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Robert G. Moser, Chair BAT 2.116, Mailcode A1800, Austin, TX 78712 • 512-471-5121

Fall 2008

GOV 357M • 5-Constitutional Interpretatn

Unique Days Time Location Instructor
39480 TTh
9:30 AM-11:00 AM
GSB 2.126
Perry, H

Course Description

Politics is often defined as "the authoritative allocation of values." In the American political system, the Constitution is an important source of authority, and it gives preference to certain values. The Constitution is a document of law, politics, and political theory. Determining what the Constitution means, determining how to determine what it means, and determining who should determine what it means are fundamental tasks for participants in the American political process and for students of it. The course may be of interest to those thinking about attending law school, but it is equally valuable to those who have no such interest. Given the nature of our society, understanding the Constitution and constitutional law is part of a liberal arts education. For the most part, the course does not focus on the "civil liberties" provisions in the Constitution; those important subjects are left to other courses. One objective of the course is for the student to become a constitutional interpreter who contributes intelligently to this ongoing process. Judges have never been, nor should be, the only ones engaging in constitutional interpretation. Presidents, members of Congress, and many others engage in constitutional interpretation. A more complete course would examine their statements and actions in greater detail. Judges, however, play a very important role in defining the meaning of the Constitution. As such, it is important to learn what judges have said the Constitution means and to understand how they came to such conclusions. This necessitates learning how to read and analyze judicial opinions. The student should develop a sufficient comfort level with legal analysis so that she or he can evaluate intelligently some important interpretations of the justices and ask the questions that a student of politics should ask. Prominent among such questions are those concerned with the proper role of courts and judges in the American political system. We concentrate on the primary material--the Constitution and cases--so that the student can begin to develop his or her own ideas without undue influence. Another objective of this course is to improve reasoning and communication skills. Engaging in constitutional reasoning can assist in developing intellectual precision and political persuasiveness. As in most courses, good writing is demanded, but it is also important to develop the capacity to think and speak on one's feet. Mastering the use of language, orally and in writing, increases the ability to think and communicate clearly. Moving toward such mastery is a vital part of education. The course requires a substantial time commitment. The time required varies greatly over the course of the semester, and as described below, it is hard to plan ahead.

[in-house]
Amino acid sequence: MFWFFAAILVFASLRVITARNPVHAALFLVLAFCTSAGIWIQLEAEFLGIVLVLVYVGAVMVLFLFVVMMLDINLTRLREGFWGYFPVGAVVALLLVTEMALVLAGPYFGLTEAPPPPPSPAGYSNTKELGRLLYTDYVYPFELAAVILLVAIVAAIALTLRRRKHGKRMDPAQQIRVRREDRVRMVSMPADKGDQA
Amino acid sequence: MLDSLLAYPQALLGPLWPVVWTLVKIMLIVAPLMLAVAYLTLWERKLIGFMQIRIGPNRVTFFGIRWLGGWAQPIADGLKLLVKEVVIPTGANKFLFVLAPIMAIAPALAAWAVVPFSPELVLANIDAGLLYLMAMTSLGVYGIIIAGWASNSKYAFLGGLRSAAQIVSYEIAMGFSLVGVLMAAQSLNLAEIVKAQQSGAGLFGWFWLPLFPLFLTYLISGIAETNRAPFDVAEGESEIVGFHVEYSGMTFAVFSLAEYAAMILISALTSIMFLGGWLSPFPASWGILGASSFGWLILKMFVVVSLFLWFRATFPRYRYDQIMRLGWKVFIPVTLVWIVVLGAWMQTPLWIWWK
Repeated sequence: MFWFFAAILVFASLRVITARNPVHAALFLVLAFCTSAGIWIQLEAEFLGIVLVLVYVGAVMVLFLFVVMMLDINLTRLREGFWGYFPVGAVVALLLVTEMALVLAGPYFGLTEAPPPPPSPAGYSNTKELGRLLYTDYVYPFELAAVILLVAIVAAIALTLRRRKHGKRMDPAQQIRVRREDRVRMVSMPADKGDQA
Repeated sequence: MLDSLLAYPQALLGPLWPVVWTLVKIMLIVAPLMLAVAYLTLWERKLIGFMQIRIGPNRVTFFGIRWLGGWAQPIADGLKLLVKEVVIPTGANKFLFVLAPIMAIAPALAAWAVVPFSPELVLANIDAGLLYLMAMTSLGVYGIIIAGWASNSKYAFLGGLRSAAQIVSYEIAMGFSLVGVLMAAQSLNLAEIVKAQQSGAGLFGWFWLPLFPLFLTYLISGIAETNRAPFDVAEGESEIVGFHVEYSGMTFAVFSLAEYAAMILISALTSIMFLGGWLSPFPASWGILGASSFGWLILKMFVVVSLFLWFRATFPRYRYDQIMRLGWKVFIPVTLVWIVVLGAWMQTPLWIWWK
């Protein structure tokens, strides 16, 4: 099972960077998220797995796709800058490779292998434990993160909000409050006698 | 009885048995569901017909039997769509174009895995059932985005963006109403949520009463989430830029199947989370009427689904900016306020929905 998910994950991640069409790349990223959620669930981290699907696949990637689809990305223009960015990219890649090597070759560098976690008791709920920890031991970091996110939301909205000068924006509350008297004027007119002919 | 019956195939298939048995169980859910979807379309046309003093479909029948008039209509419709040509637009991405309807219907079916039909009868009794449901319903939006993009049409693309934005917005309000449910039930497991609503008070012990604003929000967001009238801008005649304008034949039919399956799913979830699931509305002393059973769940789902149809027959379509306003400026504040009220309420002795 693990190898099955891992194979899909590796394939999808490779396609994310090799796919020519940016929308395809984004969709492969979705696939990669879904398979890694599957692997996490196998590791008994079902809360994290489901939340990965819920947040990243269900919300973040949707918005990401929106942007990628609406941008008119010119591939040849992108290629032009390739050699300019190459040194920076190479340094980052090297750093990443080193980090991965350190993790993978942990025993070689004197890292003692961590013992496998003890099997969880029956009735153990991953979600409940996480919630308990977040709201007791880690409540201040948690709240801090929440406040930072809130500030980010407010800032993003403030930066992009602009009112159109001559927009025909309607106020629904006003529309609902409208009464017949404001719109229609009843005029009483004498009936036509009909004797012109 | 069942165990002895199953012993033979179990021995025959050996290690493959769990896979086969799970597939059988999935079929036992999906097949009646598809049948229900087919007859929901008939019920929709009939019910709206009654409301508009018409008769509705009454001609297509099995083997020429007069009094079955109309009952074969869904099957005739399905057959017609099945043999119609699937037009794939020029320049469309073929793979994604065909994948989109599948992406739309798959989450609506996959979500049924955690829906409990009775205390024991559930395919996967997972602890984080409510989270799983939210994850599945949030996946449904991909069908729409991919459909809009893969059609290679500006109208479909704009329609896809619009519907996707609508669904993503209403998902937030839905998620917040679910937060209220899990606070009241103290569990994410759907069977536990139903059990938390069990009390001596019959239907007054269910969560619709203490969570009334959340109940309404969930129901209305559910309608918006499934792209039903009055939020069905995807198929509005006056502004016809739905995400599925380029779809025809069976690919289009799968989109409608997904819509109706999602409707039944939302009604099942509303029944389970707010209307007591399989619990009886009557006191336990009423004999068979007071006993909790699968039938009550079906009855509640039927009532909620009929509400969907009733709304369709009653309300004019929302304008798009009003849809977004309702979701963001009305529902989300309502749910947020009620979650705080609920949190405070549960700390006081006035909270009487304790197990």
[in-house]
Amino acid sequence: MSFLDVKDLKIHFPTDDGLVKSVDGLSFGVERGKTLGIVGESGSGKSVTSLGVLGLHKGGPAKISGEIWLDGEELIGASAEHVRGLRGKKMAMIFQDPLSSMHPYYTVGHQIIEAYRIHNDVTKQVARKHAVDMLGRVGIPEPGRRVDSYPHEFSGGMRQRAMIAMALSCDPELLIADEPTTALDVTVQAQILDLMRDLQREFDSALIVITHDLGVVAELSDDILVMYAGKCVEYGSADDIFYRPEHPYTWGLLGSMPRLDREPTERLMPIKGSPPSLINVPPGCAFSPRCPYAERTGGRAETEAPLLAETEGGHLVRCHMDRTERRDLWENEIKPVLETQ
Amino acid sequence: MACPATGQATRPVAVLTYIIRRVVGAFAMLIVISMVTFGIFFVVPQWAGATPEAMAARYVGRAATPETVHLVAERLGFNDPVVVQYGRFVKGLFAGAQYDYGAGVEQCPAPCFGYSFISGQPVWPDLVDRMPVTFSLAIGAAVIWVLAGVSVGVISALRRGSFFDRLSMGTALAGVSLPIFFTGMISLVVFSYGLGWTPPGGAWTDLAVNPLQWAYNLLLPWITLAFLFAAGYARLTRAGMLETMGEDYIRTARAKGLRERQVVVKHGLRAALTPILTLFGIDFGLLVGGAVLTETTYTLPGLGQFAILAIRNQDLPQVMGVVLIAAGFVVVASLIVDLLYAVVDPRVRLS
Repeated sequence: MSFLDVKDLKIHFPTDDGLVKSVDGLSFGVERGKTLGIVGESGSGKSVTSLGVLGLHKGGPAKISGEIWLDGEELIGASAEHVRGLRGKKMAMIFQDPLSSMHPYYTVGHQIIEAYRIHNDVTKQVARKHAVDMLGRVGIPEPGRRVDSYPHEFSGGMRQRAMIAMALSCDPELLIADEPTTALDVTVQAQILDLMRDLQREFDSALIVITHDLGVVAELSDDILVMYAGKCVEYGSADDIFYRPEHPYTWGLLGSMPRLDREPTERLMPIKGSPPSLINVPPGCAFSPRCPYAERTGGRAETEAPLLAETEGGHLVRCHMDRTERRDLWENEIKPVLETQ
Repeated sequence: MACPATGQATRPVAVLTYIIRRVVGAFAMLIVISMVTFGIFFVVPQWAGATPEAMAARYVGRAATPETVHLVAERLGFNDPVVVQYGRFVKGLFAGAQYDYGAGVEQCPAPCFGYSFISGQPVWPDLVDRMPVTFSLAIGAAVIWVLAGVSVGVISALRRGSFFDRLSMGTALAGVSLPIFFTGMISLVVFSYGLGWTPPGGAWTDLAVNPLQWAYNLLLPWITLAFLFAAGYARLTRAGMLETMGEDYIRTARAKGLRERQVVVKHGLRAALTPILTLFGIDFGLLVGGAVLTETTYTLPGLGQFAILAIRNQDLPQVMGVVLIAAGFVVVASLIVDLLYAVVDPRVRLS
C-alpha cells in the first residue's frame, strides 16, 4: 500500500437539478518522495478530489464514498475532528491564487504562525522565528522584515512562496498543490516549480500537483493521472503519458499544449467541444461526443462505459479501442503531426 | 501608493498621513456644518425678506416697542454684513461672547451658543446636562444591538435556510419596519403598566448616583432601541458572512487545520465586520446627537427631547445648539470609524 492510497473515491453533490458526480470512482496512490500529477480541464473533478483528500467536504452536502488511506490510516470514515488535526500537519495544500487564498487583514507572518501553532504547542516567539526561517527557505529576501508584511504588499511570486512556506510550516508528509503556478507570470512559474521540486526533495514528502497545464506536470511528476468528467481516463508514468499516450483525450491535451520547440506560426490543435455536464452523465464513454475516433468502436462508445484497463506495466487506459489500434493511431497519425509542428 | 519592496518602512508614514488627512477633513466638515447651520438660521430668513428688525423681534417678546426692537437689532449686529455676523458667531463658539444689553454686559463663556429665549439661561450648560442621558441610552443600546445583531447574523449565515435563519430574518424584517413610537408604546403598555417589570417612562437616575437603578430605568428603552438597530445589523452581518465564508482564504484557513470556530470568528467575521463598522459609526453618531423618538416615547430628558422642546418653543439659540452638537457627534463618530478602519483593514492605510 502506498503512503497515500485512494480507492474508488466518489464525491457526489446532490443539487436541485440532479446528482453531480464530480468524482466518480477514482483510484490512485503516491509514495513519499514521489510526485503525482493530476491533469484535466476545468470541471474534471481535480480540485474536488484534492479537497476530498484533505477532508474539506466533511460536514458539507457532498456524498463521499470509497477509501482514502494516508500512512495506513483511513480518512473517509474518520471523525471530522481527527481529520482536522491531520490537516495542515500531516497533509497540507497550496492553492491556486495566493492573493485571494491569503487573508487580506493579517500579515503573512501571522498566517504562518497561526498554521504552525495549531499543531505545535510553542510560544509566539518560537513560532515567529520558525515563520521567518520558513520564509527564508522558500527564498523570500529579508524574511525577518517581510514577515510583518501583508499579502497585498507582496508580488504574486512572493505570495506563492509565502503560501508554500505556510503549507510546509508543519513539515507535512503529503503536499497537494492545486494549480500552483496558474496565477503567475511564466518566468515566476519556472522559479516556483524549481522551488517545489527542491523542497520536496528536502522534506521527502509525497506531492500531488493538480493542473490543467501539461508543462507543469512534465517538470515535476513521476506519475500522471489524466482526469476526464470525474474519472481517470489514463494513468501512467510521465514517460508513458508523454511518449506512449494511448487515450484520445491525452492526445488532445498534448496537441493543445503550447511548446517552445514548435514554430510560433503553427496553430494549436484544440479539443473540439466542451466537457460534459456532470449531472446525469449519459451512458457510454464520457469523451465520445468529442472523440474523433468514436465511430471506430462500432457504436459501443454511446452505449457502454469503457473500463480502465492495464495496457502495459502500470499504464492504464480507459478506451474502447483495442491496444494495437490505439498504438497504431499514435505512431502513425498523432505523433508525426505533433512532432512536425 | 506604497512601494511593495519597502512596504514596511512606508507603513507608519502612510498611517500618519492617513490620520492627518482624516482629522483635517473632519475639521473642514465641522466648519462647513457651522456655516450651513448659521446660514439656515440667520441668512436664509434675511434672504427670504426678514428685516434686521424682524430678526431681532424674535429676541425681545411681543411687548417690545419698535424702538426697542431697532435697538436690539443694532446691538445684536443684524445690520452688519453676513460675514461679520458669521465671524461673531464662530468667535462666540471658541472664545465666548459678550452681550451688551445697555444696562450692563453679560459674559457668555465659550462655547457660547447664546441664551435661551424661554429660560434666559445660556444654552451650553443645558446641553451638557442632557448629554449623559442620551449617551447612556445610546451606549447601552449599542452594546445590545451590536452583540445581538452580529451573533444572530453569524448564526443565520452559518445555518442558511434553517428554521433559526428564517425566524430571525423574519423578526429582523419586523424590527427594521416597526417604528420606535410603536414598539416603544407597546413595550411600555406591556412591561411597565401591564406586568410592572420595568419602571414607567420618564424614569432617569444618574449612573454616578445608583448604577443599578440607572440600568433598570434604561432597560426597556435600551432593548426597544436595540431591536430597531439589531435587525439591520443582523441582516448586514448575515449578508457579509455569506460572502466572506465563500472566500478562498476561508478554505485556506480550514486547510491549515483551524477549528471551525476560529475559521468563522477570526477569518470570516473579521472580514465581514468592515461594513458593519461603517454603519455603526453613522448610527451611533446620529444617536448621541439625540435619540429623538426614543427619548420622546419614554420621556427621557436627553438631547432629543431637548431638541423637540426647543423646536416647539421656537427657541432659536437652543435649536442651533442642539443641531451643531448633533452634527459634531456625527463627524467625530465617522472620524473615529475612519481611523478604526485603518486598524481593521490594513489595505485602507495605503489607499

Constitutional interpretation lends itself to dialog between professor and student and among students. There are few lectures. I use a combination of the case and Socratic methods. This requires students to come to class prepared and to listen to one another. Students are expected to attend class and participate. I call on students and expect them to be well-prepared. Repeated absences and lack of preparation hurt one's grade. The method of teaching presumes that students heard prior discussions. If a student is not prepared, he or she must put a note on the lectern before class. Repeated lack of preparation will hurt ones grade. It is also in one's long-term interest to prepare thoroughly for each class because the material is cumulative, and the workload in this course increases dramatically as the semester proceeds.

Grading Policy

The major determinant of one's grade will be from an in-class midterm and final exam. There will be other components as well.


Assignments will be given each class period. Most readings will be in the casebook. You must bring your casebook to class. The next day's assignment depends upon how far we get in any given day; therefore, it is impossible to know specific daily assignments in advance.


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